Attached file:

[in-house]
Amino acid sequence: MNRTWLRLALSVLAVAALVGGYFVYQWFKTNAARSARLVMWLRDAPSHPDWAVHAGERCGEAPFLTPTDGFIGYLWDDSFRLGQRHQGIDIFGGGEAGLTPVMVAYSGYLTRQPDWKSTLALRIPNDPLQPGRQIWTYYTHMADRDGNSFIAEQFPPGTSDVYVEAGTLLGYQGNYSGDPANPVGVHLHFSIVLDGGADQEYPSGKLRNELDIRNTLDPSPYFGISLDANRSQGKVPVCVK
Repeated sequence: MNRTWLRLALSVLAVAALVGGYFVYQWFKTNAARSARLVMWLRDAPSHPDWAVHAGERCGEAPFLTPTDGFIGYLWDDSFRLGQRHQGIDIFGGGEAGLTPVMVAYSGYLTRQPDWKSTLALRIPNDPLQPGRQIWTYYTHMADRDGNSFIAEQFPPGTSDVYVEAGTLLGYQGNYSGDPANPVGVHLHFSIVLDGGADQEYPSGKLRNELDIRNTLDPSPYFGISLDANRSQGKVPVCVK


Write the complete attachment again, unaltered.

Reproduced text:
[in-house]
Amino acid sequence: MNRTWLRLALSVLAVAALVGGYFVYQWFKTNAARSARLVMWLRDAPSHPDWAVHAGERCGEAPFLTPTDGFIGYLWDDSFRLGQRHQGIDIFGGGEAGLTPVMVAYSGYLTRQPDWKSTLALRIPNDPLQPGRQIWTYYTHMADRDGNSFIAEQFPPGTSDVYVEAGTLLGYQGNYSGDPANPVGVHLHFSIVLDGGADQEYPSGKLRNELDIRNTLDPSPYFGISLDANRSQGKVPVCVK
Repeated sequence: MNRTWLRLALSVLAVAALVGGYFVYQWFKTNAARSARLVMWLRDAPSHPDWAVHAGERCGEAPFLTPTDGFIGYLWDDSFRLGQRHQGIDIFGGGEAGLTPVMVAYSGYLTRQPDWKSTLALRIPNDPLQPGRQIWTYYTHMADRDGNSFIAEQFPPGTSDVYVEAGTLLGYQGNYSGDPANPVGVHLHFSIVLDGGADQEYPSGKLRNELDIRNTLDPSPYFGISLDANRSQGKVPVCVK